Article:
America’s academic heart.
By Veena Adige
Boston in North East US is a multifaceted place. It is very well known as it played a central role in the American Revolution which erupted here three centuries ago. We have all heard, read and studied about the Boston Tea Party, the Boston Massacre, the Battle at Bunker Hill, the Siege of Boston and many other happenings.
The world-famous, prestigious educational institutions of MIT (Massachusetts Institute of Technology), Cambridge, and the topmost business school of Harvard are all around Boston. They are such beautiful places that it literally eggs us to study here or at least send some near and dear ones for education. The river Charles flows placidly besides MIT and students have a serene and calm atmosphere to study in the hallowed precincts.
My husband and I went there in a reverential mood. It was almost a pilgrimage for my husband who had always wanted to see it but, despite several visits to the US, we had not managed to do so.
It was cold and wet, an autumnal day in October when we reached Boston. As we entered MIT with its huge imposing buildings, seeing its Infinite Corridor and other places, we almost held our breaths in awe. It was all so beautiful. A haven for students. In the hundred years of its existence, thousands of students must have rolled out of its premises and become well-known established names with the MIT banner behind them.
Though it was a Saturday, students were teeming and going about their work seriously. We decided to enter the Infinite Corridor and see the classrooms, the offices and other parts when suddenly a band started playing. A group of youngsters was seriously playing musical instruments and was passing in a procession in the corridor. A little after they left, another student with a bushy tail attached was performing acrobatics with a football. The football moved synchromatically on his arms and even on the umbrella he carried. People looked at him. Some stopped and stared but the others waved and passed on.
We then proceeded to see the first computer along with a procession of youngsters who had obviously come to see the educational institution. There was so much to see that it was well nigh impossible to cover it all. And we also had to visit the Harvard Business School. The Business School was very quiet and serene. As we looked at it we could almost feel the eyes of the thousands who had graduated from here and the hundreds who were currently studying there. What satisfaction and happiness they must be carrying in their hearts, I thought, as they walked along the famous corridors.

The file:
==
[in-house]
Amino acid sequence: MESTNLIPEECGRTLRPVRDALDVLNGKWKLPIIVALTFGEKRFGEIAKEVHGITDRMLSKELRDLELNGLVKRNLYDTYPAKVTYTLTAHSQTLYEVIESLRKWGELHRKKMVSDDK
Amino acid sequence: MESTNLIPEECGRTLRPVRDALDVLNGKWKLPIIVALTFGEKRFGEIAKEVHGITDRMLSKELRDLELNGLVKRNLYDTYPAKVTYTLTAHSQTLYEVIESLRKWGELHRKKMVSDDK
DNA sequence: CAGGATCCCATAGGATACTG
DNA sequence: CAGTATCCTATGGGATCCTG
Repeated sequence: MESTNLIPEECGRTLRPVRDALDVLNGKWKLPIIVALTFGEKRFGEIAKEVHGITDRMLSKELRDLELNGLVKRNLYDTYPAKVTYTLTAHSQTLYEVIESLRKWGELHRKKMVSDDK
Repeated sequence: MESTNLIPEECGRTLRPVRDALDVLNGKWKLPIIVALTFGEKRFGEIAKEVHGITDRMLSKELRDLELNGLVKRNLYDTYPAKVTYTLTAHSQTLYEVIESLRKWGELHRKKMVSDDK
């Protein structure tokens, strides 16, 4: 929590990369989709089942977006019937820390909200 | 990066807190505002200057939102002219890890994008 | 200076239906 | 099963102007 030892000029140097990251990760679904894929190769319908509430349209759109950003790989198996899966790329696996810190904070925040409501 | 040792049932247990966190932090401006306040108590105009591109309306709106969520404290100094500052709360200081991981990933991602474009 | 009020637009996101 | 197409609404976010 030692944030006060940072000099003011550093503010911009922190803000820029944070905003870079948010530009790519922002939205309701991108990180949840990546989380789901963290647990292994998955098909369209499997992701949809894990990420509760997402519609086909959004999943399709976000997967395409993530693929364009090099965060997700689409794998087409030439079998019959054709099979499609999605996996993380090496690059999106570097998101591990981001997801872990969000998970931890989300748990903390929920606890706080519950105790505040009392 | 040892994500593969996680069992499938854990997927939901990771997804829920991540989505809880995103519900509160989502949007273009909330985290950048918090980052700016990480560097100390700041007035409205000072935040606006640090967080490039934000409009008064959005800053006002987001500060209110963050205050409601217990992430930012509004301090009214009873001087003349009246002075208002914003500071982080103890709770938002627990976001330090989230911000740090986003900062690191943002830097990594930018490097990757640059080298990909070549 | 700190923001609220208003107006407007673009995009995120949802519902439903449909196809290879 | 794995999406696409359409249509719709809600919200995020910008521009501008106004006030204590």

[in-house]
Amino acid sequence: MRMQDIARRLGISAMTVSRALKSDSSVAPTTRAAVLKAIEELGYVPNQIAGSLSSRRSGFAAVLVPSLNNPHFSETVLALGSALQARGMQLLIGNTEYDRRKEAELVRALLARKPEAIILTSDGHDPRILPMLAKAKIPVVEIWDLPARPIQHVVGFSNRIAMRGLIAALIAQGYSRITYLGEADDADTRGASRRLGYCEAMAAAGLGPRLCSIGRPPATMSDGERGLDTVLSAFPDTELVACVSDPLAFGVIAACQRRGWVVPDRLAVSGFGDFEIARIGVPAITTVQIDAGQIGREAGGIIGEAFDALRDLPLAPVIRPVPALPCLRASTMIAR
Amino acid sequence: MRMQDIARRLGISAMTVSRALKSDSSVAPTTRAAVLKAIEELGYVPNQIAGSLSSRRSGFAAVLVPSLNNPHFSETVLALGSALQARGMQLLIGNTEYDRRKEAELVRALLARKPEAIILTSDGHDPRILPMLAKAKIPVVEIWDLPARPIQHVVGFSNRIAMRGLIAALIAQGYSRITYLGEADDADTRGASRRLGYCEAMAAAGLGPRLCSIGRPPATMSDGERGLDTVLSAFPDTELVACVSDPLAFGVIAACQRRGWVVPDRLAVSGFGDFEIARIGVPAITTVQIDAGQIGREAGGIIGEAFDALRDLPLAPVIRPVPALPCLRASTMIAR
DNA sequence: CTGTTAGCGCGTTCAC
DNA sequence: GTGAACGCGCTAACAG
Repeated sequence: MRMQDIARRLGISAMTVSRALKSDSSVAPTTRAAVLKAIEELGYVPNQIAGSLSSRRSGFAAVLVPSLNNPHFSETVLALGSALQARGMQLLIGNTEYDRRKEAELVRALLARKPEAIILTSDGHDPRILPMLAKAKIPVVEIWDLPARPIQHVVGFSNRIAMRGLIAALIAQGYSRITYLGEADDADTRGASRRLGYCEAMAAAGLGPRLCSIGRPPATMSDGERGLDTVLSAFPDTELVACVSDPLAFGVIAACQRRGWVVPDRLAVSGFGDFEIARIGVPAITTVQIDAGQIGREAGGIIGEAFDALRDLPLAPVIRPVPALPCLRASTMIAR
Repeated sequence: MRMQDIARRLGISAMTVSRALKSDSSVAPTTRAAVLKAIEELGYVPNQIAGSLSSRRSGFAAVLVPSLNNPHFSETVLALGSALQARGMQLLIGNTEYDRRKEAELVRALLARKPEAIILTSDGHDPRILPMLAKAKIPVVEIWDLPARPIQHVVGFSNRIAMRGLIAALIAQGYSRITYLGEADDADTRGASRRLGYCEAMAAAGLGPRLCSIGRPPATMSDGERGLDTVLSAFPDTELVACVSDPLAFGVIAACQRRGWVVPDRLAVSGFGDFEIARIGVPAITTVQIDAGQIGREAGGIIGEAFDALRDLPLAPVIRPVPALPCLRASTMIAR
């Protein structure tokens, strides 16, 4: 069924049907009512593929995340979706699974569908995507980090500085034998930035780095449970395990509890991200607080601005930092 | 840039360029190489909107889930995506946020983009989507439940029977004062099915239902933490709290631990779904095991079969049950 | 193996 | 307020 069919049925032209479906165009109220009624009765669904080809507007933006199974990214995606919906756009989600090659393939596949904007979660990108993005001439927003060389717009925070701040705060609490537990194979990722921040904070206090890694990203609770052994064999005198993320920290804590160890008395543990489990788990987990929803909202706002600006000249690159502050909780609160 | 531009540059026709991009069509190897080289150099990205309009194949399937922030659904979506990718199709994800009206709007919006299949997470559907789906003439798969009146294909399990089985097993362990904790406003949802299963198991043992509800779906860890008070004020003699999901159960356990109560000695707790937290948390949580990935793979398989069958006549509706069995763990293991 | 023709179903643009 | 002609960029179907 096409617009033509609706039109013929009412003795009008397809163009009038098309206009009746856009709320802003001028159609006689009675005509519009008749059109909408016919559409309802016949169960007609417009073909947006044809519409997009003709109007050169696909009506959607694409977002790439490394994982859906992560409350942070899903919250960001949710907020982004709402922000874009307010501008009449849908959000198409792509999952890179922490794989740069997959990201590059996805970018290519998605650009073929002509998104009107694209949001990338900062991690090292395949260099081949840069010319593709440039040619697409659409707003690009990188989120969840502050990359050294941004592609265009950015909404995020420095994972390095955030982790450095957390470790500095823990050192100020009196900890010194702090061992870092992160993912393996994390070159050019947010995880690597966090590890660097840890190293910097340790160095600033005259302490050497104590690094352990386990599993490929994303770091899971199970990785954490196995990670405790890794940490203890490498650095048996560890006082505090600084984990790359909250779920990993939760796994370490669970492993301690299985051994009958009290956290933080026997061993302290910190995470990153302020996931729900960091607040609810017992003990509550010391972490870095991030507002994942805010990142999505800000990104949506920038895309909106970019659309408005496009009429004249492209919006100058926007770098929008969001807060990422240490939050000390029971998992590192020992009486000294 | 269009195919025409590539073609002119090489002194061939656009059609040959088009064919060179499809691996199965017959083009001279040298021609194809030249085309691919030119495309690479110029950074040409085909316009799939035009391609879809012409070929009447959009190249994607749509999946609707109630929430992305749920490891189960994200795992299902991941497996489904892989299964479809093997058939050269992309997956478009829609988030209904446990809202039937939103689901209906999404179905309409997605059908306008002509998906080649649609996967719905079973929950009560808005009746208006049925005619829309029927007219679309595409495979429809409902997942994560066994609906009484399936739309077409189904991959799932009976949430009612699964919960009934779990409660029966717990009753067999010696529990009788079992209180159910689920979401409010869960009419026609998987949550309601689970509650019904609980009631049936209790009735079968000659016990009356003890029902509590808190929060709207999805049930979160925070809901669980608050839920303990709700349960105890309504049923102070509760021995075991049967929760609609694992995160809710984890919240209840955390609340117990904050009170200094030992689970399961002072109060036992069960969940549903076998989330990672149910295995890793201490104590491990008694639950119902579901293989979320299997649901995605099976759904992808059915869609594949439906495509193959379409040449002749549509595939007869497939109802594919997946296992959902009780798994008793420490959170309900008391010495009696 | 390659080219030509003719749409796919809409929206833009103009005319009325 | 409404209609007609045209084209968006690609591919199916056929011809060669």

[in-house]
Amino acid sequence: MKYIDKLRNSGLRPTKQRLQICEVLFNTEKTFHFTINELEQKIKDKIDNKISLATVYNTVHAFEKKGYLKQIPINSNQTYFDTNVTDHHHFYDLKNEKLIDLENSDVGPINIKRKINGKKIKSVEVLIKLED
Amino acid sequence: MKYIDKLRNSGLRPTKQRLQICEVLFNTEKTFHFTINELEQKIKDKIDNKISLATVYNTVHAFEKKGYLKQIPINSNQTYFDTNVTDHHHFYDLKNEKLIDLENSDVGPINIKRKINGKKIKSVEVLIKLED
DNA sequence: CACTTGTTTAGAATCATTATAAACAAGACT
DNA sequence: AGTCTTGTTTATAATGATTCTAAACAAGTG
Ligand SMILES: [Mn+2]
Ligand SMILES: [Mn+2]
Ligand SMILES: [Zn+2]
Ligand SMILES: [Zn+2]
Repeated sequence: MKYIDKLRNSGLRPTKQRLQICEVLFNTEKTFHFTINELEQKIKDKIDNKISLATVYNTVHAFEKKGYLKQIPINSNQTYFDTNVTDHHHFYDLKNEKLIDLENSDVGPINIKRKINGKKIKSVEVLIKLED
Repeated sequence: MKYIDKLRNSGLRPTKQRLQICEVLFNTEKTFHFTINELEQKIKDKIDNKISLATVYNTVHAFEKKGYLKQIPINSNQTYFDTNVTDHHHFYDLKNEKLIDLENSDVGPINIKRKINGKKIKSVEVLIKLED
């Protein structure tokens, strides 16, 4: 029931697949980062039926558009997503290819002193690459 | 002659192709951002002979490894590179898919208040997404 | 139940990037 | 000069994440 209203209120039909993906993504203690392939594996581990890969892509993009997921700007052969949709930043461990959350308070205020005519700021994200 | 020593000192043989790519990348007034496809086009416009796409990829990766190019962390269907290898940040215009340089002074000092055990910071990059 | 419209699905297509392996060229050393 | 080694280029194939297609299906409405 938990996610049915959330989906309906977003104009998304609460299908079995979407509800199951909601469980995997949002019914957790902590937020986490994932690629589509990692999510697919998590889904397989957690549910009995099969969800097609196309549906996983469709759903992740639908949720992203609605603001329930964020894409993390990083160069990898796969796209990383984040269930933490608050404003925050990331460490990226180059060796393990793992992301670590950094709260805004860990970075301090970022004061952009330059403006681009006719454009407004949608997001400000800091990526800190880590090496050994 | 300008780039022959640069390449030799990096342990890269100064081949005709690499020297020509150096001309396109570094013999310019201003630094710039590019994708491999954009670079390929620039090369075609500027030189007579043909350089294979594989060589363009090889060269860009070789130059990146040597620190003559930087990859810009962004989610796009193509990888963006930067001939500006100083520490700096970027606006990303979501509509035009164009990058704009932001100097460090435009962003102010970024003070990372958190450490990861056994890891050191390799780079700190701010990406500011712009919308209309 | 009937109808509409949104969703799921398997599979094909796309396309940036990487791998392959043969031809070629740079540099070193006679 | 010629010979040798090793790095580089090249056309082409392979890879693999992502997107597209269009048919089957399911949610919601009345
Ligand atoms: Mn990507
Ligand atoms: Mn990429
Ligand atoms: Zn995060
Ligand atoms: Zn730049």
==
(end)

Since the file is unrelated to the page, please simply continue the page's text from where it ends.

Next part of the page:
The next day saw us take a tour of Boston city. Since it was still raining and cold we decided to take the hop on hop off conducted tours instead of walking and seeing. The hour-long tour showed us the important sights of the city.
After the tour we approached the vibrant Quincy Market, an important place in the city. The market itself is a gourmet’s delight. Different types of food and drinks are available here and one can choose to take it out and sit in the open. Exotic dishes from almost all over the world are available here. And there is one place which offers a very spicy sauce whose one drop is enough to burn the toughest palate. There are also shopping places which cater to the tourists who flock here.
As we were debating on what to eat, we suddenly heard the playing of the Scottish bagpipes. And sure enough, Celtic Colin was playing them, dressed in a Scottish kilt. He was juggling all sorts of things like sharp knives while playing the bagpipes. He suddenly called three people from the crowd to assist him and gave them three Scottish kilts which they put on. He made them do various sorts of funny drills to the delight of the audience. People clapped and encouraged him. He then made the three helpers hold a single-wheel cycle and climbing it he rode it while playing the bagpipes, juggling the knives and riding the cycle. This was another side of Boston which we were delighted to see. Boston has much to offer and deserves a long stay.